Indonesia's sharia banking has big opportunities.
Indonesia is a country with largest Moslem population of 200 million, making it a very attractive market for Sharia (Moslem Law) Banking.
Penetration of sharia in Indonesia is still very low, as it contributes only 4% of total Indonesia's banking asset. It is lagging behind other Moslem majority countries, like Malaysia with 17% penetration, or Arab Saudi with an even higher penetration rate.
The recent performance shows a promising future. During last decade, 2000 - 2011, sharia banking assets compound annual growth rate (CAGR) was 49.12% annually, almost four-time to Indonesia conventional banking asset growth. During 2012, sharia loan grew almost 37%, significantly above the 21% loan growth in conventional banking. Central bank's Bank Indonesia (BI) expects that the growth of sharia will be around 36% - 58% in 2013.
Given these opportunities, in order to capitalize and make it happen, there are several challenges and issues faced by industry that must be addressed together by banks and regulator.
First, the lack of customer knowledge regarding the sharia product, although majority of population is Moslem. As relatively new product with different features and characteristic than conventional banking, Sharia product is hardly campaigned and educated to banking customers. Without firm understanding, it is difficult to expect customer to buy and embrace the product strongly.
Continuous customer education is a must. This task must be led by industry with support from regulator.
Second, sharia banking is still marketed using 'religious' benefits instead of 'product' benefits. People are offered to buy based on religious reasons, which is not enough to sell the product. At the end of the day, customer buys on the benefits that product could bring in, such as return, convenience, cost saving etc. Ultimately, tangible return is what people expect when buying the banking product.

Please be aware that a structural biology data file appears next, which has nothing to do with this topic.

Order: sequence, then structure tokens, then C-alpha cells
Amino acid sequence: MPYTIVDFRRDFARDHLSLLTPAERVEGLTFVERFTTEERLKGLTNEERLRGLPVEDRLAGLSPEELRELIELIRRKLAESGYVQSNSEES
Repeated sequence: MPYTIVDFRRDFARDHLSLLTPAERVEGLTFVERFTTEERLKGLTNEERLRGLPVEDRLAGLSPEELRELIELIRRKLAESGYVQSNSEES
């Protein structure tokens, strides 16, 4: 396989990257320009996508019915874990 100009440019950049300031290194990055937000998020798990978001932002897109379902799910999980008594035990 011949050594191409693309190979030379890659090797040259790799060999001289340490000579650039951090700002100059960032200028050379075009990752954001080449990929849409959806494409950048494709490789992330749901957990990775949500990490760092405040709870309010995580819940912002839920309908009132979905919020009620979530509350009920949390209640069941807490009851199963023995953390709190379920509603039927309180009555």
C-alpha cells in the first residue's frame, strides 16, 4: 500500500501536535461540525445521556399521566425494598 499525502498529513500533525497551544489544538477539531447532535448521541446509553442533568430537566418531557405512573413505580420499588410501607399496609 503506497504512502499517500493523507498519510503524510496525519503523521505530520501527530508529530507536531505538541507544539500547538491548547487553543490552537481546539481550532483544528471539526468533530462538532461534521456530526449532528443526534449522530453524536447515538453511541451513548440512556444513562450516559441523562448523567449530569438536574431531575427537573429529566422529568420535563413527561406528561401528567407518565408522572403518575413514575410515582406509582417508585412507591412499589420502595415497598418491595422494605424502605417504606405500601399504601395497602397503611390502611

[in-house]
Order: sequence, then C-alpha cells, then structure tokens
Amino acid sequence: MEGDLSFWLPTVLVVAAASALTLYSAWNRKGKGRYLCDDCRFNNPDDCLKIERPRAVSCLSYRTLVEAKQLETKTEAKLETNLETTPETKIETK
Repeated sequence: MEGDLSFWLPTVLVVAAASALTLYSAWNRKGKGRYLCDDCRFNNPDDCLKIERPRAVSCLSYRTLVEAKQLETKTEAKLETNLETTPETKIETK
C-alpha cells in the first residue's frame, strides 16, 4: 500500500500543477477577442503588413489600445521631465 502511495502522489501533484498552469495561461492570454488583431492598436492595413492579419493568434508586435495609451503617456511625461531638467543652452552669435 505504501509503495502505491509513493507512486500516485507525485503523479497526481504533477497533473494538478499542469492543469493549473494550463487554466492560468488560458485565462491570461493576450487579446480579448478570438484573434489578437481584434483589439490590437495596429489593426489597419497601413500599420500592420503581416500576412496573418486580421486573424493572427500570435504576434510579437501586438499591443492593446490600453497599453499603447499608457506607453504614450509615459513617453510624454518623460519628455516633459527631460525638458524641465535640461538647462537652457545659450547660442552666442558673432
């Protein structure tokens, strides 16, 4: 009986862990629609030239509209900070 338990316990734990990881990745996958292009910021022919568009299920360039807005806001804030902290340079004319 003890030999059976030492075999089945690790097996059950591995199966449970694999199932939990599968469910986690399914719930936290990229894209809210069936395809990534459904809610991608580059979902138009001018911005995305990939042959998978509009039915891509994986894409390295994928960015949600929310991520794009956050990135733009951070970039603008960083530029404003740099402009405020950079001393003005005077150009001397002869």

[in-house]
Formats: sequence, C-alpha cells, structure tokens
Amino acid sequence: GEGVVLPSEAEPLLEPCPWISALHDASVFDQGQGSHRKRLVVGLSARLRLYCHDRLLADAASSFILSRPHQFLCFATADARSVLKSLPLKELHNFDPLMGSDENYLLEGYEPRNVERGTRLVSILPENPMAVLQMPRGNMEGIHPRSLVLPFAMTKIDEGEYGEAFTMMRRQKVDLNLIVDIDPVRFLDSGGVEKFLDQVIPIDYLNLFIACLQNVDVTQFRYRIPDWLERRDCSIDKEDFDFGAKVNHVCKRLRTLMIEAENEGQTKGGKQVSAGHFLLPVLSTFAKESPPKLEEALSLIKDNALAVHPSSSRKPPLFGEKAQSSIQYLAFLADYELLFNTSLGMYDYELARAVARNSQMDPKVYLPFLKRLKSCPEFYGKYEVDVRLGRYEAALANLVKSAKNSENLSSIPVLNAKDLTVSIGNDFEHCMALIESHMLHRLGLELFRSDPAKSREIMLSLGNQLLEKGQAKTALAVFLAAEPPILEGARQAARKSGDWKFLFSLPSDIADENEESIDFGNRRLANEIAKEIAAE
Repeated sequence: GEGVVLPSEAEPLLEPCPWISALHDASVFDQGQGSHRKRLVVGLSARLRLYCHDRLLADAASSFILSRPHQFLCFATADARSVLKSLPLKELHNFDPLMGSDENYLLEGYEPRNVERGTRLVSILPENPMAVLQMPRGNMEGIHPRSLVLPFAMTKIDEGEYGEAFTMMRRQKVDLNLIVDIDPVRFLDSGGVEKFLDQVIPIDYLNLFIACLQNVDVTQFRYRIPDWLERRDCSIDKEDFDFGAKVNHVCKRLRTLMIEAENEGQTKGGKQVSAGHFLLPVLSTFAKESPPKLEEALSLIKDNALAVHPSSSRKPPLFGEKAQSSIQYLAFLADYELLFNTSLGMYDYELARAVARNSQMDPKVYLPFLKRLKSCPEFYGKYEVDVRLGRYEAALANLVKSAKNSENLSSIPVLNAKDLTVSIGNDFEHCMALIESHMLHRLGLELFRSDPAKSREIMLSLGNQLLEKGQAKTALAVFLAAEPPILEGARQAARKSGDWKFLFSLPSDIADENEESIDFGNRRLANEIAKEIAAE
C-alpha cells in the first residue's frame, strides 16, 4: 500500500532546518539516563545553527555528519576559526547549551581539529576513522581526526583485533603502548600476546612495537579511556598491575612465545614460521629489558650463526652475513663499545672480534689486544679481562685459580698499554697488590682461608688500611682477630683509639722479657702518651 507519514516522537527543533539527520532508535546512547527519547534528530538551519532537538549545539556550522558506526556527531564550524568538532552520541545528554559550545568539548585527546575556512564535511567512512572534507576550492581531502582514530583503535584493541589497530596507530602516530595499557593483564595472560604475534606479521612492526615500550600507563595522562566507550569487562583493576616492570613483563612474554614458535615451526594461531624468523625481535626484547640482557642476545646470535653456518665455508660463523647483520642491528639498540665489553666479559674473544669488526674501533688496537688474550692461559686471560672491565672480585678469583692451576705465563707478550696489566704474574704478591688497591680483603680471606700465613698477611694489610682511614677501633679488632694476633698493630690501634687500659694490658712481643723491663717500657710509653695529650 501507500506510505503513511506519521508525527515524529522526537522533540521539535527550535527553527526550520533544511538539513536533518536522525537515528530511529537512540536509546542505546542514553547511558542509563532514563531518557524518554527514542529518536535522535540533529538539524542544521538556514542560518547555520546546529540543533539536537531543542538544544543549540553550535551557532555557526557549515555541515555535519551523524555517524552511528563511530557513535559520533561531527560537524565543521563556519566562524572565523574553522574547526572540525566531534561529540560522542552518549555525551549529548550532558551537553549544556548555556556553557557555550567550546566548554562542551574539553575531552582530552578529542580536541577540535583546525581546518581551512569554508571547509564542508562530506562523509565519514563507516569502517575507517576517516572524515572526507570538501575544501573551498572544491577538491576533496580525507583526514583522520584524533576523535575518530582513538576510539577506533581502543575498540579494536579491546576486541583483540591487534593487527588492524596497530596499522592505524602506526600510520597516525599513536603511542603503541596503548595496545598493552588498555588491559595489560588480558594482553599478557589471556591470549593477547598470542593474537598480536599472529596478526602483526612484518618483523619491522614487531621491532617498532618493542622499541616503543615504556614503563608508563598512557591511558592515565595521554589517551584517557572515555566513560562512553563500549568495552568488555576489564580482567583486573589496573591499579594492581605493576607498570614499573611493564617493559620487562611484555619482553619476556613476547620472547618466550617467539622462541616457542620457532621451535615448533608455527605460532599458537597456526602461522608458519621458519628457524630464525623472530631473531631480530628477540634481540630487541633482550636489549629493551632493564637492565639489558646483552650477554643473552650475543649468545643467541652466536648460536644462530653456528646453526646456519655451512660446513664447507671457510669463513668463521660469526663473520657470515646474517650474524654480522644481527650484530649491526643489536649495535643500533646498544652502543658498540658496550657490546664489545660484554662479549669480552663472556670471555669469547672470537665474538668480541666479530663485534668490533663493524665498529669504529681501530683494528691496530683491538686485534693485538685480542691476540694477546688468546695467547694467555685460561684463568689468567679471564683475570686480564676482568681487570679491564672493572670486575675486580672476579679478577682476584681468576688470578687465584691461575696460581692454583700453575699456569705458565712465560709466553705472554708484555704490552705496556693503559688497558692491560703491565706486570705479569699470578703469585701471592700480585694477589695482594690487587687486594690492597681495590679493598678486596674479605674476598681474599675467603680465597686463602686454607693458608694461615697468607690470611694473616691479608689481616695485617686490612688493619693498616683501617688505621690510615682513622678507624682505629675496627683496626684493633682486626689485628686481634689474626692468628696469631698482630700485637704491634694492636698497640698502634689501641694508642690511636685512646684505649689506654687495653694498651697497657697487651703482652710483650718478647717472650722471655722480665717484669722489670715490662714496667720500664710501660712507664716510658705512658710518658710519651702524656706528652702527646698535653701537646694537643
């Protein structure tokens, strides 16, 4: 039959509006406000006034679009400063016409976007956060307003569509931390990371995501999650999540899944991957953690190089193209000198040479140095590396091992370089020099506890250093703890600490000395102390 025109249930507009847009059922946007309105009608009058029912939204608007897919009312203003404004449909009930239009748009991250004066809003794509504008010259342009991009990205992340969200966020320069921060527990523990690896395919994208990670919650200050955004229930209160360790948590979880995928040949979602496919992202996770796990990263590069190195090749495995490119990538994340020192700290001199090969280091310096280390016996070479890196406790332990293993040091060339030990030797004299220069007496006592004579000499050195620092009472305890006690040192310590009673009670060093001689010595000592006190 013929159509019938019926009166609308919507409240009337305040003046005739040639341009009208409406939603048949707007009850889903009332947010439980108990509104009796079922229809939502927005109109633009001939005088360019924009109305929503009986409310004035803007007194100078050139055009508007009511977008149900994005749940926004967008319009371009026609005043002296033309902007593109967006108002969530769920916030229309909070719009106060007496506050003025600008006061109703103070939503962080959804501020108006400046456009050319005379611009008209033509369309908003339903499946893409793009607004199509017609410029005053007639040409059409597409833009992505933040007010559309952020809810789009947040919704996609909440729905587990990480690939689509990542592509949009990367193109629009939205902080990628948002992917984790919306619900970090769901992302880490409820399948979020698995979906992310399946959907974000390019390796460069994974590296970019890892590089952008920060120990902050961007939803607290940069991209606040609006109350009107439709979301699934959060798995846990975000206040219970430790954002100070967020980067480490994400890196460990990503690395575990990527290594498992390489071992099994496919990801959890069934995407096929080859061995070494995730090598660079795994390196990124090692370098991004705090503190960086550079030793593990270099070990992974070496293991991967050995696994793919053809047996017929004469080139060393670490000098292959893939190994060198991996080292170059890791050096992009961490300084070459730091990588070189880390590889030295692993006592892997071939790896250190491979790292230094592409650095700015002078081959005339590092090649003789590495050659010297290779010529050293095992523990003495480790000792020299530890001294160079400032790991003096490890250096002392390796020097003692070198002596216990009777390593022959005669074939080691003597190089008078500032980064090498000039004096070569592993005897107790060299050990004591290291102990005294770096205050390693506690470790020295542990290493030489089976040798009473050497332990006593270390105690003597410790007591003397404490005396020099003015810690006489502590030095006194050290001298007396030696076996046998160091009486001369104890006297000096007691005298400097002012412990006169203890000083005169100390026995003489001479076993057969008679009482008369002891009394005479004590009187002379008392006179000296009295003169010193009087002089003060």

Sharia actually has some benefits that are better than conventional, such as fixed- rate in mortgage, that could be marketed differently. Yet such benefit is not campaigned aggressively compared to the religious aspect. Tangible benefits should be communicated and marketed more strongly to customer.
Third, given its fast growth, sharia banking will need a significant number of sharia experts and human resources, which at present, the industry is clearly lack of. One banker said that annually banking industry needs around 8 thousand sharia resources, while the education institute can only provide four thousand resources annually. With almost 50% gap between these numbers, there will be a crisis in resources which can create an unhealthy head-hunting. Such gap should be closed in the future.
Industry must sit together to think how to accelerate the supply of human resources. Creating sharia banking education central is an initiative that could be taken by industry together. Education is an issue that must be addressed collectively among industry participants.
Fourth, it faces a challenge in liquidity, as currently financing to deposit ratio in sharia is at 100%. Although such high ratio represents how effective intermediary, it also reflects the liquidity risk faced by sharia bank in maintaining sufficient deposit to support the aggressive growth in financing. If such funding is not corrected or improved in near future, sharia banking will face a risk of a slowing down in lending growth.
Improving funding must be addressed by both of industry and regulator. Industry should find a strategic and creative way to attract more sharia - based funding. Meanwhile, regulator should help in designing regulation that could create a sustainable and long-term funding instrument.
Indonesia's Sharia banking presents a very bright future. Big market with very low penetration is the picture right now. The ability to realize such opportunity depends on how industry with support of regulator is able to address the issues pertained and to maintain the momentum.